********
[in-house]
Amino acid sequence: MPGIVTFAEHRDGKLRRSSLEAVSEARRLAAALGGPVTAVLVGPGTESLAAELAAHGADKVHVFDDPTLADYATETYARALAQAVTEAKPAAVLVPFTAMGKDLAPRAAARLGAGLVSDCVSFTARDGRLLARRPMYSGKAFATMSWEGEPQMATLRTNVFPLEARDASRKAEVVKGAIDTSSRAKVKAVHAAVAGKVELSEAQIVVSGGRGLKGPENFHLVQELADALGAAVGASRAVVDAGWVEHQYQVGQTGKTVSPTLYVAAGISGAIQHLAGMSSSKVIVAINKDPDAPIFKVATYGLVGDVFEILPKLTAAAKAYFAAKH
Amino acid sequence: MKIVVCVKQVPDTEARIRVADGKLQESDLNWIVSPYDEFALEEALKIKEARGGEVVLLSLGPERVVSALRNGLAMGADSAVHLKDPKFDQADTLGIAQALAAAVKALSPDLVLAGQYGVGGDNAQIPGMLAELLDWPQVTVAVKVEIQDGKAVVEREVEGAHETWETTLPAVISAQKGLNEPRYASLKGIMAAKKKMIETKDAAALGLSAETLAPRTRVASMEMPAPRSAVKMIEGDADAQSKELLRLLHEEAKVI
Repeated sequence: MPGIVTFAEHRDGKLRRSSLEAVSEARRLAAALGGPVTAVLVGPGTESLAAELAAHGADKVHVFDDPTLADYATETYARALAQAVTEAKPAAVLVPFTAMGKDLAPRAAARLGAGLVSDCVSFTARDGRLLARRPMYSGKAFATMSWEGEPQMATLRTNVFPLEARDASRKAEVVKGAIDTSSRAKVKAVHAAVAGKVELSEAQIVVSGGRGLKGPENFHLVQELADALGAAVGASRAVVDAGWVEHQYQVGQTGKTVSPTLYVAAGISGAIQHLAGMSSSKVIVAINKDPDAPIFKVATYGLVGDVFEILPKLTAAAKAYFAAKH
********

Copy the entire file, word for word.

[in-house]
Amino acid sequence: MPGIVTFAEHRDGKLRRSSLEAVSEARRLAAALGGPVTAVLVGPGTESLAAELAAHGADKVHVFDDPTLADYATETYARALAQAVTEAKPAAVLVPFTAMGKDLAPRAAARLGAGLVSDCVSFTARDGRLLARRPMYSGKAFATMSWEGEPQMATLRTNVFPLEARDASRKAEVVKGAIDTSSRAKVKAVHAAVAGKVELSEAQIVVSGGRGLKGPENFHLVQELADALGAAVGASRAVVDAGWVEHQYQVGQTGKTVSPTLYVAAGISGAIQHLAGMSSSKVIVAINKDPDAPIFKVATYGLVGDVFEILPKLTAAAKAYFAAKH
Amino acid sequence: MKIVVCVKQVPDTEARIRVADGKLQESDLNWIVSPYDEFALEEALKIKEARGGEVVLLSLGPERVVSALRNGLAMGADSAVHLKDPKFDQADTLGIAQALAAAVKALSPDLVLAGQYGVGGDNAQIPGMLAELLDWPQVTVAVKVEIQDGKAVVEREVEGAHETWETTLPAVISAQKGLNEPRYASLKGIMAAKKKMIETKDAAALGLSAETLAPRTRVASMEMPAPRSAVKMIEGDADAQSKELLRLLHEEAKVI
Repeated sequence: MPGIVTFAEHRDGKLRRSSLEAVSEARRLAAALGGPVTAVLVGPGTESLAAELAAHGADKVHVFDDPTLADYATETYARALAQAVTEAKPAAVLVPFTAMGKDLAPRAAARLGAGLVSDCVSFTARDGRLLARRPMYSGKAFATMSWEGEPQMATLRTNVFPLEARDASRKAEVVKGAIDTSSRAKVKAVHAAVAGKVELSEAQIVVSGGRGLKGPENFHLVQELADALGAAVGASRAVVDAGWVEHQYQVGQTGKTVSPTLYVAAGISGAIQHLAGMSSSKVIVAINKDPDAPIFKVATYGLVGDVFEILPKLTAAAKAYFAAKH